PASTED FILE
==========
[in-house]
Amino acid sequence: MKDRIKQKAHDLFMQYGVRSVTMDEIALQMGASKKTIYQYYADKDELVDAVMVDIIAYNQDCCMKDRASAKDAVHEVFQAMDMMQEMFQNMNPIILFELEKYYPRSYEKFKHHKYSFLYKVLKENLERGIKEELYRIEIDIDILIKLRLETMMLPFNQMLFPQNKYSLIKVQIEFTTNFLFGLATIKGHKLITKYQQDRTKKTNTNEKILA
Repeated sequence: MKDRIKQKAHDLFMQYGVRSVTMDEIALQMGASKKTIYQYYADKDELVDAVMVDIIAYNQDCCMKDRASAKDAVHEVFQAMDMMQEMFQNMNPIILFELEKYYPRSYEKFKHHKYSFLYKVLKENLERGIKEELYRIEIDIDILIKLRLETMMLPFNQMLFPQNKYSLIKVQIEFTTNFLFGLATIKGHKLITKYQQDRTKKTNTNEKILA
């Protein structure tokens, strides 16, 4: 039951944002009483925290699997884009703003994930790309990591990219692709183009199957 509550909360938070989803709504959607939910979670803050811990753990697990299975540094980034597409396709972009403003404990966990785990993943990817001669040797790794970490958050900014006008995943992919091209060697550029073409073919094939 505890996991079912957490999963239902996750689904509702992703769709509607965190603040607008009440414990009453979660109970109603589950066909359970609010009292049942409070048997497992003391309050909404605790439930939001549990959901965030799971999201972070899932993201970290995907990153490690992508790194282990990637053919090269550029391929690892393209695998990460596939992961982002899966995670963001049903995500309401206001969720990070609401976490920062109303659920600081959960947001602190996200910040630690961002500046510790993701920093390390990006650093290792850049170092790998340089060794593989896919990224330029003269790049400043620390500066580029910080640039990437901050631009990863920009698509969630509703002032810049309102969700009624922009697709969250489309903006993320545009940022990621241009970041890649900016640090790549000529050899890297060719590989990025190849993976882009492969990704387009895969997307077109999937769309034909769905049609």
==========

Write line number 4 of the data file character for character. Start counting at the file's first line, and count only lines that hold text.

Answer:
């Protein structure tokens, strides 16, 4: 039951944002009483925290699997884009703003994930790309990591990219692709183009199957 509550909360938070989803709504959607939910979670803050811990753990697990299975540094980034597409396709972009403003404990966990785990993943990817001669040797790794970490958050900014006008995943992919091209060697550029073409073919094939 505890996991079912957490999963239902996750689904509702992703769709509607965190603040607008009440414990009453979660109970109603589950066909359970609010009292049942409070048997497992003391309050909404605790439930939001549990959901965030799971999201972070899932993201970290995907990153490690992508790194282990990637053919090269550029391929690892393209695998990460596939992961982002899966995670963001049903995500309401206001969720990070609401976490920062109303659920600081959960947001602190996200910040630690961002500046510790993701920093390390990006650093290792850049170092790998340089060794593989896919990224330029003269790049400043620390500066580029910080640039990437901050631009990863920009698509969630509703002032810049309102969700009624922009697709969250489309903006993320545009940022990621241009970041890649900016640090790549000529050899890297060719590989990025190849993976882009492969990704387009895969997307077109999937769309034909769905049609």